Lower ab region sticking out is a very common problem -- even among "skinny" people. As some people here have been hinting at, the problem is usually anterior pelvic tilt. Basically, this means your pelvis (hip bone) is tilted forward. For evidence of this, stand in front of a mirror and tilt your pelvis to a neutral or posterior position and watch your "lower ab bulge" almost disappear.
This is especially common among women, because of high heels, sedentary lifestyles, and also just because a "feminine" way to walk is with an anterior pelvic tilt. Men have a problem with this because of tight hip flexors (sedentary lifestyle and/or training imbalances).
Problem is, people often think their "lower ab region" sticks out because they need to do more "lower ab" work, so they do a bunch of leg raises and stuff, which often just makes the problem worse. Leg raises, if not done properly, work the hip flexors a lot (even if done properly, they will still work the hip flexors a little). This leads to tighter hip flexors which just makes the problem worse.
The floor bridge exercise (looks like you're trying to hump the ceiling) is good to teach your body how to activate your glutes. Tight hip flexors means lengthened glute muscles and reciprical inhibition of glutes (too much hip flexor strength/activation, too little glute strength/activation). The floor bridge teaches you how to activate your glutes (learning proper motor patterns). However, this exercise itself will not fix the problem, it is just a first step. You will not get a lot stronger glutes by doing this, it will just teach your body how to activate them.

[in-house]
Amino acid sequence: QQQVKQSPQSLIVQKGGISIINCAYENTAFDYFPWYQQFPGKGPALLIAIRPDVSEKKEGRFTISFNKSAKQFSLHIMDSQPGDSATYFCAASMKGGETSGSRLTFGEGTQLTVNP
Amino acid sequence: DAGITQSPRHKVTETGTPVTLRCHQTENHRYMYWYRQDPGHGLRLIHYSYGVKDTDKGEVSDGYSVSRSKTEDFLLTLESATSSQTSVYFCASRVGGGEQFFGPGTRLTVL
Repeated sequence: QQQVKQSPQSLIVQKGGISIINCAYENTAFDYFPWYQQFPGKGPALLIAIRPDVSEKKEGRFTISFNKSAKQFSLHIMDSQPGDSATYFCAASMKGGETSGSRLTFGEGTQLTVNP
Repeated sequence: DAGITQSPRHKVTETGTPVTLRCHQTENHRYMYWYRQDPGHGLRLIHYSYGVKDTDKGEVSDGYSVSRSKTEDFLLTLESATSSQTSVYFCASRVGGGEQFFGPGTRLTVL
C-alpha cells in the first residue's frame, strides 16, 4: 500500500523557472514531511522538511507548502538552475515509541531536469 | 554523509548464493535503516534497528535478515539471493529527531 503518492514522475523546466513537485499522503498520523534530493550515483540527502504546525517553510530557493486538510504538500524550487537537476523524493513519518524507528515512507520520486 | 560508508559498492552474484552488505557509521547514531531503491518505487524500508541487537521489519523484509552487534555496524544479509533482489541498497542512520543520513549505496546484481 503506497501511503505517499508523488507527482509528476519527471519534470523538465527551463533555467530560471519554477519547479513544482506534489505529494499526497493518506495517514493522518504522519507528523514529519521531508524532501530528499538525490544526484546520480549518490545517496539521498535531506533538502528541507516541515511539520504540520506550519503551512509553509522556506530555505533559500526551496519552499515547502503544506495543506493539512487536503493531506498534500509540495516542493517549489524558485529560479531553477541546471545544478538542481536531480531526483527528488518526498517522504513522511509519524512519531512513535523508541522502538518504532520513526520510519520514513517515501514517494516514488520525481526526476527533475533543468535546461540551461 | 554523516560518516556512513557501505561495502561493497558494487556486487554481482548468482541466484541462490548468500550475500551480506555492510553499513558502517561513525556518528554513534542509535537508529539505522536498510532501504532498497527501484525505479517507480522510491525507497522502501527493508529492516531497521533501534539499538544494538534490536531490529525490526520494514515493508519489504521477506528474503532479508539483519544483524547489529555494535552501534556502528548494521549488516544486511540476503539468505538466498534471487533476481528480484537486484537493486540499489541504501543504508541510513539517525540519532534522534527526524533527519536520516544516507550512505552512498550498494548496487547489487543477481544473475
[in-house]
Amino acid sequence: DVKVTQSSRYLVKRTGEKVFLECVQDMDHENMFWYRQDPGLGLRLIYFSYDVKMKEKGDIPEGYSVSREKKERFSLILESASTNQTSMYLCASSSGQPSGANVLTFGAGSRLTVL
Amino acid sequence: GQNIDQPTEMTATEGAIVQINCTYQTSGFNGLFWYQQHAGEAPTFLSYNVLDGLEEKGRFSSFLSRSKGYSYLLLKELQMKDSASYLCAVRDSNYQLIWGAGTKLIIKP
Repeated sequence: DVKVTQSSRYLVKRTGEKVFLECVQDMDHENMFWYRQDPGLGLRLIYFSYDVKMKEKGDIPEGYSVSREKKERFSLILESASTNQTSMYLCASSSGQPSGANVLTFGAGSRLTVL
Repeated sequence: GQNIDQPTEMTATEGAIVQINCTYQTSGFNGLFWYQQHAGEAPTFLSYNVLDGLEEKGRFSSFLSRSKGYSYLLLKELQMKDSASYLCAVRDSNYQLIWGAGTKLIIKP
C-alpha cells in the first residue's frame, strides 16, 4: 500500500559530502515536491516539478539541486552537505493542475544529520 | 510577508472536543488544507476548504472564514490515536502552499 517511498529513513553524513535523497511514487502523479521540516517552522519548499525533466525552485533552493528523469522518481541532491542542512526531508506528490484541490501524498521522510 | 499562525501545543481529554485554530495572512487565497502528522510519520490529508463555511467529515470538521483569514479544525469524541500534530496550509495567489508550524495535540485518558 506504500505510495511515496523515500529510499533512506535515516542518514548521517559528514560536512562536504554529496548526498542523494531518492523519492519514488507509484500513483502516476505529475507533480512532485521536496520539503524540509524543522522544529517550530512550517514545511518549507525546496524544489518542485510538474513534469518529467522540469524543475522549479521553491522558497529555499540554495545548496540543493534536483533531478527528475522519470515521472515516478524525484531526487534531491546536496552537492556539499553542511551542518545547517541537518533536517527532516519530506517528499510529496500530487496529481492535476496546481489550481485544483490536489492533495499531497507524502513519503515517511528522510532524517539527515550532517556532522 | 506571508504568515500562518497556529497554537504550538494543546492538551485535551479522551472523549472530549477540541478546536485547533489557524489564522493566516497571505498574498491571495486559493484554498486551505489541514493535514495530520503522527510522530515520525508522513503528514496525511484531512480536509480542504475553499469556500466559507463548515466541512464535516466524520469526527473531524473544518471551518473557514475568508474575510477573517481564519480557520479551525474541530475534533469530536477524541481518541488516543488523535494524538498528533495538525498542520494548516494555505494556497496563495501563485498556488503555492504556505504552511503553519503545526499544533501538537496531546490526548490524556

In short, the long-term solution is to stretch the hip flexors regularly and to strengthen the glutes. Core work will help, too. You might want to consider ART (Active Release) on your hip flexors, because you can stretch and stretch those hip flexors all you want, but if you have any adhesions, scar tissue, or flat-out shortness of the muscle, you need to have it worked on to restore the full length of the musculature.
Another good exercise to help with glute and core activation is the "bird-dog" -- get down on your hands and knees, arms and femur perpendicular to the ground. Then extend one arm and the opposite leg straight out, while keeping the rest of the body in the same position (no leaning to one side). While doing this, tighten your core and your glute muscle on the same side as your extended leg to maintain position. Hold the position for 5-10 seconds, then repeat on the other side. Work up to 3 sets of 10 or more.